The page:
Turning the legal industry tanker around on cloud adoption

James has a passion for how technologies influence business and has several Mobile World Congress events under his belt. James has interviewed a variety of leading figures in his career, from former Mafia boss Michael Franzese, to Steve Wozniak, and Jean Michel Jarre. James can be found tweeting at @James_T_Bourne.

It seems that the days of fear, uncertainty and doubt surrounding cloud adoption will soon be well and truly behind us.

The majority of industry sectors have either already implemented, or have begun investigating, cloud services. Even the most security-conscious sectors are beginning to take their first steps into cloud computing as we have seen with central government and banking.

Cloud adoption in the UK is continuing to rise, with end user satisfaction soaring due to the flexibility and cost-savings cloud services offer. But despite adoption levels growing rapidly over the past few years, it is only recently that the legal sector has begun to give cloud services serious consideration.  

Due to the very nature of law firms, the storage of sensitive information in an external environment has naturally been met with some caution. While early-movers have been experimenting with cloud services for some time now, the majority of the sector has been hesitant to adopt until recently. In order to address the security and functionality concerns some firms still had, support and advice from respected industry bodies was needed.

Last August we released a report with Frank Jennings, Chair of the Cloud Industry Forum (CIF) Code of Practice Board, that highlighted the key challenges and benefits to law firms embracing cloud computing. The report highlighted concerns regarding the Solicitors Regulation Authority’s (SRA) lack of pro-activity in providing clear guidance to firms who were considering the adoption of a cloud service.

This was especially true when compared to our neighbours across the border, the Law Society of Scotland, who had already developed a guide offering “practical advice around the risks associated with cloud computing, and how these services are best suited to the legal industry”.

It was clear that change was needed. In November of last year, the SRA responded to the industry’s need for guidance with the introduction of the Silver Linings report.

The report recognised the impact cloud services can have on firms; namely the increase in flexibility and cost benefits. It went on to highlight the potential risks, and how firms can protect themselves against them. The report was a major breakthrough for the legal sector in its bid to find independent, industry-specific advice. In early April 2014, further advice was given as the Law Society followed in the SRA’s footsteps, with the introduction of its cloud guidance for law firms. This advice went even further with more specific guidance surrounding cloud computing and Outcome 7.10 of the SRA Code of Conduct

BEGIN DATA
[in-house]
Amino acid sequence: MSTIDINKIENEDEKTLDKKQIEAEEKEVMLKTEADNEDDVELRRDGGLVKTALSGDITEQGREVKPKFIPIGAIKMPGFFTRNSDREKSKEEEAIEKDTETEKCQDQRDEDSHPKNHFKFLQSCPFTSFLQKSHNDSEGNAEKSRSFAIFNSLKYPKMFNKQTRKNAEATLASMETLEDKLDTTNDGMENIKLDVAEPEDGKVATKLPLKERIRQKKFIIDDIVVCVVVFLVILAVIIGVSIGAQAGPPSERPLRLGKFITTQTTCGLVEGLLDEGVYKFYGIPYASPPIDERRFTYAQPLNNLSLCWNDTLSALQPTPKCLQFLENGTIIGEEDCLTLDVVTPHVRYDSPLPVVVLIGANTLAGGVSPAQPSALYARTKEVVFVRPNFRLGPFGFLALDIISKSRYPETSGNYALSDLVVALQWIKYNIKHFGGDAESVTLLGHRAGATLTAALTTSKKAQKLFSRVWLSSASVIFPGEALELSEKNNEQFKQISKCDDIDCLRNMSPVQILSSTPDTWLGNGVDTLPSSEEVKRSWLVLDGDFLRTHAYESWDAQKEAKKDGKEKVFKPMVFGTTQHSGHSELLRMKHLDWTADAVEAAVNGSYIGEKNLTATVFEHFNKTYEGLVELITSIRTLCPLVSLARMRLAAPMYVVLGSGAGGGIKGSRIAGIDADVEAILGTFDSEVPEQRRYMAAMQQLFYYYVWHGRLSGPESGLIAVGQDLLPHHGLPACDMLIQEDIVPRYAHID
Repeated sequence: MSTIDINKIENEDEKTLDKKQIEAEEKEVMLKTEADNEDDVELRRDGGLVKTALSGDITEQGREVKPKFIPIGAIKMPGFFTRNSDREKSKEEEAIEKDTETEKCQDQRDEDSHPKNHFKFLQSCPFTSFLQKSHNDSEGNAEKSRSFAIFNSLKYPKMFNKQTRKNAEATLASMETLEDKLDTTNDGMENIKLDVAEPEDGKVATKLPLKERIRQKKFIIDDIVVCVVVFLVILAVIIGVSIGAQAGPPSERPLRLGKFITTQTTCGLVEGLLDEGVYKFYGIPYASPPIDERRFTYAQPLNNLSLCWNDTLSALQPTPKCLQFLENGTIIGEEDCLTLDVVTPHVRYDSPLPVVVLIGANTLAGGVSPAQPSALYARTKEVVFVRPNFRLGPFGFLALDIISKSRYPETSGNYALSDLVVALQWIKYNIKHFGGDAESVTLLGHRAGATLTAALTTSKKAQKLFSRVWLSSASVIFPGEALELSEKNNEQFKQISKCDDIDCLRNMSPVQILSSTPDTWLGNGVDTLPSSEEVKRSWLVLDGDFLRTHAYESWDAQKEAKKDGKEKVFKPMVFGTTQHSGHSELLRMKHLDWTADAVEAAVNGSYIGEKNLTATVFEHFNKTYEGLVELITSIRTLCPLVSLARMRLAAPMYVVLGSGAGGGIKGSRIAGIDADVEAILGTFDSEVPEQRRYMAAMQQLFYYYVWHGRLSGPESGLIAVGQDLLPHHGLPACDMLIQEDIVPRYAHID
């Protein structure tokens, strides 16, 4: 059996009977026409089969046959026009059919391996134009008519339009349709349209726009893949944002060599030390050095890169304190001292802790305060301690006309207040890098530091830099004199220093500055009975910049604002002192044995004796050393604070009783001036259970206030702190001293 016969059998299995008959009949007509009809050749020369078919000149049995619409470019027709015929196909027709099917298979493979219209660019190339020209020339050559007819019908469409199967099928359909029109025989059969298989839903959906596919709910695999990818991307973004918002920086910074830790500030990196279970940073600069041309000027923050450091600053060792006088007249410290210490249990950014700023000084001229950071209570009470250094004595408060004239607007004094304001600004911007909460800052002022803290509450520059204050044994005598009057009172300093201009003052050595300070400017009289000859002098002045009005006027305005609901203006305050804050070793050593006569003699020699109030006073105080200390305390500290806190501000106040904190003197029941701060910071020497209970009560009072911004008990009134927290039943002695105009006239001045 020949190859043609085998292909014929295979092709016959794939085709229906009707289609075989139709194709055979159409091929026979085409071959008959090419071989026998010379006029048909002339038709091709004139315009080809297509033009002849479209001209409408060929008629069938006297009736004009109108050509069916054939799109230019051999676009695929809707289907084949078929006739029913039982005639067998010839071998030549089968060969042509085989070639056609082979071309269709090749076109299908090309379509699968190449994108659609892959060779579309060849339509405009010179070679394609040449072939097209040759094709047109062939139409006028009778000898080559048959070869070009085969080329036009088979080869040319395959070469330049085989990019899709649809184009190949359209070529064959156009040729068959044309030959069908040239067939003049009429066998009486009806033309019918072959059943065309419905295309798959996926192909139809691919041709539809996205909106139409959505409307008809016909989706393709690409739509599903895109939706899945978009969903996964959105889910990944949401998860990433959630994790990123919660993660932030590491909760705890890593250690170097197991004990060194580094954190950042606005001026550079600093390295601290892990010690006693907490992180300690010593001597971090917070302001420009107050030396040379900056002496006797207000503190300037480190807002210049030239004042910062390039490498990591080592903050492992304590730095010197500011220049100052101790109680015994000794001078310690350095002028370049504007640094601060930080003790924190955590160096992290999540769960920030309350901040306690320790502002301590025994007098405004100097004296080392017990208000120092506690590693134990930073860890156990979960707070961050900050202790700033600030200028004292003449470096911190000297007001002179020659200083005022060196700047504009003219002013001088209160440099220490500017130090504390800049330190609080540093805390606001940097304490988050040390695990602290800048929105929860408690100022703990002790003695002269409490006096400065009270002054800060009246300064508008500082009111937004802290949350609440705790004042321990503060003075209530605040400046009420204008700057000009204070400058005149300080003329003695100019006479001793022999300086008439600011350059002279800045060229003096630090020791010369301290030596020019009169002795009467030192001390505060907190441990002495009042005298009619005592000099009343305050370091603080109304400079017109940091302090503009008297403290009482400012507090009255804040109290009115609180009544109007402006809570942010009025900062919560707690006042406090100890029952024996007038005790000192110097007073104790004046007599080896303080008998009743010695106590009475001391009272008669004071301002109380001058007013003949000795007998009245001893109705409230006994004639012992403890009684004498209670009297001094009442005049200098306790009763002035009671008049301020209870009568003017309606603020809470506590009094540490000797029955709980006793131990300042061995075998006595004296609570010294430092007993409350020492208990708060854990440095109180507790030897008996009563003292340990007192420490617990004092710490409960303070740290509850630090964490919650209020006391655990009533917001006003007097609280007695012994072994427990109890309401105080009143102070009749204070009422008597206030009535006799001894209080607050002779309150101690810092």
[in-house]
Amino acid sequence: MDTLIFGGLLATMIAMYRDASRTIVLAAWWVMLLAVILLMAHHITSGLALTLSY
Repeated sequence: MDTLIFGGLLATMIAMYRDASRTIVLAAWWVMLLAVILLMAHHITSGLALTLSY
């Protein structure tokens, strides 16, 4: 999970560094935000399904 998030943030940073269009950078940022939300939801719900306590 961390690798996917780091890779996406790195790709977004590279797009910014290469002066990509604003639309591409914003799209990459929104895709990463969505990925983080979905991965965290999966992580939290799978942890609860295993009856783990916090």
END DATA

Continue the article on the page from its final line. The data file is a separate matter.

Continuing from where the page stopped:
Much like the Silver Linings report, the guidelines from the Law Society aim to provide the legal sector with increasing clarity and reassurance and are another step forward towards increased confidence in cloud adoption.

Further to these guidelines, there are several measures firms can undertake to ensure that they remain secure when working with a cloud service provider (CSP). Comprehensive Service Level Agreements (SLAs) are vital and are something firms will be far more adept at negotiating with service providers than most businesses.

Accreditations are an excellent way to identify reliable service providers. Working with CSPs that are compliant with specific regulations, including ISO 27001 for information security and the Cloud Industry Forum’s Code of Practice, for example, will help assure end-users they are working with a capable provider, who is regularly audited.

As our report highlighted, law firms have been considering cloud services for some time now. Reports like those from the SRA and the Law Society should be the reassurance any hesitant firms need to take those first steps.

Cloud computing is already having a hugely positive impact on law firms that have already made the move, and we expect it won’t be long before the rest of the industry follows.

This article is part of CloudTech’s occasional series focusing on cloud computing in the legal industry. Read more here.

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